Prime Minister Yoshihide Suga and President Joe Biden discussed regional security in East Asia, but also talked technology, the Olympics and golf.
US President Joe Biden and Japan's Prime Yoshihide Suga presented a united front against China during Suga's visit to Washington on Friday.
It was Biden's first in-person summit with a foreign leader since taking office.
"We committed to working together to take on the challenges from China and on issues like the East China Sea, the South China Sea, as well as North Korea, to ensure a future of a free and open Indo-Pacific," Biden told a press conference, listing areas that have become the focus of growing regional tension.
Suga made a break from past Japanese leaders by openly commenting on China, saying he and Biden held "serious talks on China's influence over the peace and prosperity of the Indo-Pacific."
"We oppose any attempt to change the status quo by force or coercion," Japan's prime minister added.
According to the Japanese prime minister, Suga and Biden reaffirmed "the importance of peace and stability of the Taiwan Strait."
The comment comes amid Beijing's increased military pressure on the self-ruled island that is claimed as a province by the government of mainland China. Just days before the summit, China sent 25 aircraft, including fighters and nuclear-capable bombers, near Taiwan.
Suga made repeated references to the "severe security environment" in East Asia.
Also discussed at the talks was China's tightening grip on Hong Kong and its crackdown on Muslim Uighurs in Xinjiang.
China's response to criticism from abroad has been increasingly belligerent. Ahead of Suga's visit to the US, China's Foreign Minister Wang Yi warned his Japanese counterpart that Tokyo should "not get involved in the so-called confrontation between major countries," according to a Chinese government statement.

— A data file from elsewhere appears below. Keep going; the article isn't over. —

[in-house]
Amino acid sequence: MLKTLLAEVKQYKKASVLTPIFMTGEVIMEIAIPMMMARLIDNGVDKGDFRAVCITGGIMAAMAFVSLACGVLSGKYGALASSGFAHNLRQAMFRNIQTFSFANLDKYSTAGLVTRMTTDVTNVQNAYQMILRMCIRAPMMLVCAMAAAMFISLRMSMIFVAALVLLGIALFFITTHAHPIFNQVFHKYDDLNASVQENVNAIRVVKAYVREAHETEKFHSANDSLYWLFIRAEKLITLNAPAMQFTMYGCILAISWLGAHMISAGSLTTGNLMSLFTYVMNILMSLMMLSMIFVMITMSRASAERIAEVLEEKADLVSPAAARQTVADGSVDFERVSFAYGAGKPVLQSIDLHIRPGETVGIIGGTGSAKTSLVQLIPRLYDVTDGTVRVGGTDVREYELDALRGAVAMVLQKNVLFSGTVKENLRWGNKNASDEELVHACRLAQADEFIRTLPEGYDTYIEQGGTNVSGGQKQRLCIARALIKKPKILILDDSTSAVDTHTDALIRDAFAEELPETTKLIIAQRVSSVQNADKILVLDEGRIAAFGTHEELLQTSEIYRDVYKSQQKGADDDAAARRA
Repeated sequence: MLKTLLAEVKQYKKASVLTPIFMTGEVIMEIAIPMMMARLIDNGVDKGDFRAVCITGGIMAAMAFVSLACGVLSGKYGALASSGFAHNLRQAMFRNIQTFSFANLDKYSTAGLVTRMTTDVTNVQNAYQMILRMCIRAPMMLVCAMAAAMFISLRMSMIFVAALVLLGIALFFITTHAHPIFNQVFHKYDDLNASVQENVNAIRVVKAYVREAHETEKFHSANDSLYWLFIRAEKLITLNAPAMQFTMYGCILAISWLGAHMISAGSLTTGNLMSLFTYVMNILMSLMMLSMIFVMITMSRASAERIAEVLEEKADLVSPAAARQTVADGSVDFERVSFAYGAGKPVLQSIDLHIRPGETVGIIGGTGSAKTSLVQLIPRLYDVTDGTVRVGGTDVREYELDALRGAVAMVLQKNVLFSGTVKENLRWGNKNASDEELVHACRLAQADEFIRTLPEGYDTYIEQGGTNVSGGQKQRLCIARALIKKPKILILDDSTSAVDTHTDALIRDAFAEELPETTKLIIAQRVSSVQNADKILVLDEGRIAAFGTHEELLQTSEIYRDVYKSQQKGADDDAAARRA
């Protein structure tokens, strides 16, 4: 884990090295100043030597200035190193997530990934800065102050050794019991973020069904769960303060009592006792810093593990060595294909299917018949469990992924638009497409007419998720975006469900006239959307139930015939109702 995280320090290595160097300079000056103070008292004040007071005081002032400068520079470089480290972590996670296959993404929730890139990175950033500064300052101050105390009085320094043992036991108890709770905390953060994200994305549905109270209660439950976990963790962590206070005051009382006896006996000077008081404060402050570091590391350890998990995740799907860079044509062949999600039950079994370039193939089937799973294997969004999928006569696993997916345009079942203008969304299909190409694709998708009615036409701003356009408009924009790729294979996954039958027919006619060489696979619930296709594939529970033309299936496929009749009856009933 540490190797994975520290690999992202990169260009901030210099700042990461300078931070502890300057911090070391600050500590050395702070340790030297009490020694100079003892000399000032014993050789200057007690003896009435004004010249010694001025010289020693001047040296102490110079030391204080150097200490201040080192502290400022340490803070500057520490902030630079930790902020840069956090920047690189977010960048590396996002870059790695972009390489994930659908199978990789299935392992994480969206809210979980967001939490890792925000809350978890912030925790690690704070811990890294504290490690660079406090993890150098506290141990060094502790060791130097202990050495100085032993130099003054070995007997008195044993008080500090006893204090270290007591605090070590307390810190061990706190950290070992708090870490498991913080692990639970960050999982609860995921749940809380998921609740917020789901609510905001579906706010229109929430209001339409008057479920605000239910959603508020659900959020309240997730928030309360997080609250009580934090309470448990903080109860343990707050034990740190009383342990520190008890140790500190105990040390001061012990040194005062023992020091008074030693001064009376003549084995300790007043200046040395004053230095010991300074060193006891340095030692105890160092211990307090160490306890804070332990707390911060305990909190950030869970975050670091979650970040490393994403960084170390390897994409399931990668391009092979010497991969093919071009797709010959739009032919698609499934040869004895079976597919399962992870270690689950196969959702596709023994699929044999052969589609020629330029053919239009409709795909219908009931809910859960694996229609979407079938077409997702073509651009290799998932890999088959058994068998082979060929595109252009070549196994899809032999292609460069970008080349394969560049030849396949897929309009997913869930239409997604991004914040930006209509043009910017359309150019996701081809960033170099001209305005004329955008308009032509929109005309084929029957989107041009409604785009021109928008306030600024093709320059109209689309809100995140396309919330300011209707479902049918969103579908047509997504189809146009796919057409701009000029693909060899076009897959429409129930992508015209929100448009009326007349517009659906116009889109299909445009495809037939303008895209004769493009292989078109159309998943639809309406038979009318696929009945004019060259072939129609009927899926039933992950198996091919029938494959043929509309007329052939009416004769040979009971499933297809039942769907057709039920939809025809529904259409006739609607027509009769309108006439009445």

Biden said the United States and Japan will invest together in areas such as 5G, artificial intelligence and quantum computing.
China could see this as another blow. It has seen its technology companies face increasing restrictions in the US. Huawei, the world's leading producer of ultra-fast 5G network technology, has been targeted with US sanctions.
The previous Trump administration, which introduced the sanctions, claims Huawei is a back door for Chinese intelligence services to conduct espionage operations via critical infrastructure.
"Japan and the United States are both deeply invested in innovation and looking to the future," Biden said. "That includes making sure we invest in and protect technologies that will maintain and sharpen our competitive edge."
Sporting events also made the agenda between the two leaders.
Suga said he told Biden "about my determination to realize the Tokyo Olympic and Paralympic Games this summer as a symbol of global unity," and that Biden offered his support.
The games, postponed by a year, are set to be the first to go ahead amid a global pandemic. Japan is grappling with rising coronavirus infections with fewer than 100 days until the planned start.
During the press conference, Biden commented to Suga on the success of Japanese golfer Hideki Matsuyama in the Master's Tournament. The 29-year-old is the first Japanese player to win at Augusta National.
"You've got a Japanese boy coming over here, and guess what? He won the Masters,'' Biden said.
The Biden administration is seeking to pivot US foreign policy towards Asia and away from the Middle East. Former President Barack Obama attempted a similar strategy during his eight-year tenure, but his administration became mired in its responses to the 2011 Arab Spring and the rise of the "Islamic State" (IS). The so-called "pivot to Asia" also faced criticism after Russia annexed Crimea from Ukraine and pro-Russian separatists rejected Kyiv's rule in 2014.
kmm, wd/aw (AP, Reuters)